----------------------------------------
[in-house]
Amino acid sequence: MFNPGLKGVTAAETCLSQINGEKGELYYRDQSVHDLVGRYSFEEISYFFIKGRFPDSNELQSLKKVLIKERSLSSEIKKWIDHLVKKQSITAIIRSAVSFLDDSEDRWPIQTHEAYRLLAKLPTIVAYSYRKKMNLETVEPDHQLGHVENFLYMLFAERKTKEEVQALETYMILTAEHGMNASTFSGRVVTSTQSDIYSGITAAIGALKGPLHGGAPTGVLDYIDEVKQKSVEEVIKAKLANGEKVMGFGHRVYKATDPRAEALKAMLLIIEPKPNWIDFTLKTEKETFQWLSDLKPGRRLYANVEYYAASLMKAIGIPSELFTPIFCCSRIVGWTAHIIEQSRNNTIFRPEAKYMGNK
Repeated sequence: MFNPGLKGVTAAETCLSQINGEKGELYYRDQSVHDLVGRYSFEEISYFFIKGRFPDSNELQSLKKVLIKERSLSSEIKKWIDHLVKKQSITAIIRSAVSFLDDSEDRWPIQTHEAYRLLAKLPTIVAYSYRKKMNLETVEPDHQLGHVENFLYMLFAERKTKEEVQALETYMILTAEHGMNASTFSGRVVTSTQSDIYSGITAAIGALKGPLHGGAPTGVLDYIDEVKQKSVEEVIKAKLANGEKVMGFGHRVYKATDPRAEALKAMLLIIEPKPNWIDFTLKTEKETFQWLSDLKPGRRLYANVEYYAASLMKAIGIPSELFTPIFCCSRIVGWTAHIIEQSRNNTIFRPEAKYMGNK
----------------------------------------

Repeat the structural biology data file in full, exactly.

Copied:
[in-house]
Amino acid sequence: MFNPGLKGVTAAETCLSQINGEKGELYYRDQSVHDLVGRYSFEEISYFFIKGRFPDSNELQSLKKVLIKERSLSSEIKKWIDHLVKKQSITAIIRSAVSFLDDSEDRWPIQTHEAYRLLAKLPTIVAYSYRKKMNLETVEPDHQLGHVENFLYMLFAERKTKEEVQALETYMILTAEHGMNASTFSGRVVTSTQSDIYSGITAAIGALKGPLHGGAPTGVLDYIDEVKQKSVEEVIKAKLANGEKVMGFGHRVYKATDPRAEALKAMLLIIEPKPNWIDFTLKTEKETFQWLSDLKPGRRLYANVEYYAASLMKAIGIPSELFTPIFCCSRIVGWTAHIIEQSRNNTIFRPEAKYMGNK
Repeated sequence: MFNPGLKGVTAAETCLSQINGEKGELYYRDQSVHDLVGRYSFEEISYFFIKGRFPDSNELQSLKKVLIKERSLSSEIKKWIDHLVKKQSITAIIRSAVSFLDDSEDRWPIQTHEAYRLLAKLPTIVAYSYRKKMNLETVEPDHQLGHVENFLYMLFAERKTKEEVQALETYMILTAEHGMNASTFSGRVVTSTQSDIYSGITAAIGALKGPLHGGAPTGVLDYIDEVKQKSVEEVIKAKLANGEKVMGFGHRVYKATDPRAEALKAMLLIIEPKPNWIDFTLKTEKETFQWLSDLKPGRRLYANVEYYAASLMKAIGIPSELFTPIFCCSRIVGWTAHIIEQSRNNTIFRPEAKYMGNK